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Now browsing: Hometown News > News > Volusia County

The explosion of the quirky Bob Denver
Rating: 2.74 / 5 (35 votes)  
Posted: 2012 Aug 10 - 00:09

Land Lines

By Dan Smith

I was among the thousands of people who showed up to watch the implosion of the Ormond Memorial Hospital a while back. My wife Lana more or less dragged me along, but once there, I was happy that I had agreed to come. I had never seen an implosion and it came off just as expected. Loud and dusty with a lot of crumbling masonry.

As I stood there among the curiosity seekers, I was reminded of Dobie Gillis. I suppose I should explain to you youngsters who that is. Back in the late 1950s when television had three networks and was still trying to find its way, someone came up with the idea of a show about high school kids. At that time it was a revolutionary idea. Teenagers were a part of many hit programs like "Father Knows Best," "The Life Of Riley" and "Ozzie and Harriet," but the real stars of those shows were the adults. Teenagers were portrayed as younger clones of their parents in look, attitude and dress. In "The Many Loves Of Dobie Gillis," there were several actors in their late 20s portraying teens in high school. They were the lead actors and actually not too different than the teenagers in those other shows. Most wore clothes just like their parents and had hair just like their parents. Most, but not all.

One character on that show who seemed to march to a different drummer was Maynard G. Krebs. Maynard was labeled a "beatnik," or one who chose a more rebellious lifestyle.

Maynard wore a tattered sweatshirt that showed several prominent stains, a hat that had been stylishly cut up and heaven forbid, a goatee. In those days, kids never had facial hair. Their fathers didn't and neither could they. Maynard was a free spirit who never went to school and never worked and somehow managed to get by. His best friend was the star, Dobie Gillis.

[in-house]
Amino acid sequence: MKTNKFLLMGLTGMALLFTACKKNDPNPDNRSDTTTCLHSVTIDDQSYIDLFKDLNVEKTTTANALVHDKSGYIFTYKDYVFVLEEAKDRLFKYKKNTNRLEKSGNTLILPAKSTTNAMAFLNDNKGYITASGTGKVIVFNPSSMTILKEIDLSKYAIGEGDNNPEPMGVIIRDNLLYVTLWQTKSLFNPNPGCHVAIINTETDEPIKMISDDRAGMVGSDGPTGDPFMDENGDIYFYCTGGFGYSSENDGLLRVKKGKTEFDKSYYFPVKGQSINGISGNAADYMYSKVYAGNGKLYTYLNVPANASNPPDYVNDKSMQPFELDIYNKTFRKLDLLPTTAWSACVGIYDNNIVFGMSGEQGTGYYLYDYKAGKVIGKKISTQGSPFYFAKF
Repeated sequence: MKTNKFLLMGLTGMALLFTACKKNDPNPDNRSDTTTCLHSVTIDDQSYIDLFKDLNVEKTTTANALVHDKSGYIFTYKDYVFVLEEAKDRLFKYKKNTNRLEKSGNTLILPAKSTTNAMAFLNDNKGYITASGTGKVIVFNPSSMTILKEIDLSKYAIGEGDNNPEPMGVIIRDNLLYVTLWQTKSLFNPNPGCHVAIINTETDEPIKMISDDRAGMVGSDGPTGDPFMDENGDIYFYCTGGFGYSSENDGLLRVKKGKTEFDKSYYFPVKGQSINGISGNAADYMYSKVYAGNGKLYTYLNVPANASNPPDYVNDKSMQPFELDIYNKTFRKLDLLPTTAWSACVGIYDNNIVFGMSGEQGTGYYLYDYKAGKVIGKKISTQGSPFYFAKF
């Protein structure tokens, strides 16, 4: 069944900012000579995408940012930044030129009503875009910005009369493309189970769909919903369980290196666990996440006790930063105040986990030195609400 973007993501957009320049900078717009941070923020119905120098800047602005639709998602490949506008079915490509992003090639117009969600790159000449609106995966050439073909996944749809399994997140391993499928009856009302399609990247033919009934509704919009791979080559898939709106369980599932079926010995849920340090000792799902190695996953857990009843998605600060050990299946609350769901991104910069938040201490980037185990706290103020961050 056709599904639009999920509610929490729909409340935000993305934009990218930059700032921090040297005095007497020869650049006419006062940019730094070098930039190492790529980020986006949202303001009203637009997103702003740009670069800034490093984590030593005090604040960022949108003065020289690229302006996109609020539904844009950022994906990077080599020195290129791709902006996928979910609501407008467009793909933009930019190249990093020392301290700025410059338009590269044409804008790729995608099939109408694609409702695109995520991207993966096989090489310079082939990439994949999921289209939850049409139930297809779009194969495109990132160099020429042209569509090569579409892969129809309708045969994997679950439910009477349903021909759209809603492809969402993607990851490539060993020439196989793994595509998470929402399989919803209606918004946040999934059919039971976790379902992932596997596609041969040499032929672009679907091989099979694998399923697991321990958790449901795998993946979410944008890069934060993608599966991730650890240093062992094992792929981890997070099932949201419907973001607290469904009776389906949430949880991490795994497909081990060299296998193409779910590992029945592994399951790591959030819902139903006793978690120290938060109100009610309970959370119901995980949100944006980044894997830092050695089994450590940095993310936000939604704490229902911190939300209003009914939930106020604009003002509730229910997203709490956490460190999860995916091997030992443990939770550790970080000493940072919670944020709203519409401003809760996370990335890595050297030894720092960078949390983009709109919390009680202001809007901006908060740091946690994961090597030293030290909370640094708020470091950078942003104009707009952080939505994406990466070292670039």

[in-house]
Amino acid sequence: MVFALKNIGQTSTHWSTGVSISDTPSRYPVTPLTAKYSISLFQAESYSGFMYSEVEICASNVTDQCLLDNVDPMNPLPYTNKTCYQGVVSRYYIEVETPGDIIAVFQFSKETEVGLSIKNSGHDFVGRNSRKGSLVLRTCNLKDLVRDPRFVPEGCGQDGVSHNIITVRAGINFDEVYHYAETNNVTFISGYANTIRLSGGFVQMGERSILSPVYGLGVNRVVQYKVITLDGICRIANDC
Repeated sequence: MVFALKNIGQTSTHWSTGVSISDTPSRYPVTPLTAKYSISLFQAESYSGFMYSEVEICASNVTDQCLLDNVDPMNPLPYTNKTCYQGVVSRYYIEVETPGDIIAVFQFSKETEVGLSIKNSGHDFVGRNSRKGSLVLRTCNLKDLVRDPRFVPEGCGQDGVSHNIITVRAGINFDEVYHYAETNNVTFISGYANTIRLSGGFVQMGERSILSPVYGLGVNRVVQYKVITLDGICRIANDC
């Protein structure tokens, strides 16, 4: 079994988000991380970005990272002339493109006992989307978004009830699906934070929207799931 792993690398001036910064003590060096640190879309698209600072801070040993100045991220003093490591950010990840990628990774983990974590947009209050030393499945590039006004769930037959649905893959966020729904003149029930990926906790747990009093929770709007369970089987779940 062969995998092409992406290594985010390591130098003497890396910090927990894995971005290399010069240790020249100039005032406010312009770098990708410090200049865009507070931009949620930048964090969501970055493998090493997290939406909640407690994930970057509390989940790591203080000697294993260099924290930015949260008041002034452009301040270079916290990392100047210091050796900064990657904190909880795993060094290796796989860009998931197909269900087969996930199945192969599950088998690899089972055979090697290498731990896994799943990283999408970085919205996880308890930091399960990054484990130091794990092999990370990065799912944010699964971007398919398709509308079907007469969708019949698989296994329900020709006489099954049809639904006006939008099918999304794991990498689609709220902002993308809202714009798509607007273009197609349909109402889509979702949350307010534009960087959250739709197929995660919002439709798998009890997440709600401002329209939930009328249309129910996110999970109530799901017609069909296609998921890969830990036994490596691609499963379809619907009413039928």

By now you are probably asking, just what this has to do with the Ormond Beach implosion? Well, in almost every episode, Dobie would encounter his friend Maynard and ask how he had spent his day. Maynard's stock answer was that he had been downtown watching the wrecking ball take down the old Barlow Building. At that time I was 14 or 15 years old and I couldn't imagine anyone spending time watching the demolition of a building, but I loved that he did it. As I watched the show, I couldn't identify with Dobie or any of the other boys. I saw myself as Maynard G. Krebs. As it turned out, he prepared me for the free-spirited lifestyle that I embraced in the late '60s. When the "tune in, turn on and drop out" movement hit America, I had already been schooled by Maynard.

Sometime in the middle 1980s, I was on a late night flight from Chicago to Orlando to see my father, who was then terminally ill. Lo and behold, on the same airplane was the actor Bob Denver. Yes, the same Bob Denver who gained much fame on "Gilligan's Island." I had to go over and say hello. I am certain that most fans who approached Mr. Denver had a comment about his role as Gilligan, but I told him that Maynard G. Krebs had changed my life. At the mention of Maynard, I saw a definite twinkle in his eye.

"Thank you for remembering," he said. He died in 2005.

As the big cloud of dust arose where the hospital had been, the crowd cheered. I couldn't help it but as I walked to the car I began to whistle the theme song to "The Many Loves Of Dobie Gillis." Thank you, Mr. Denver.




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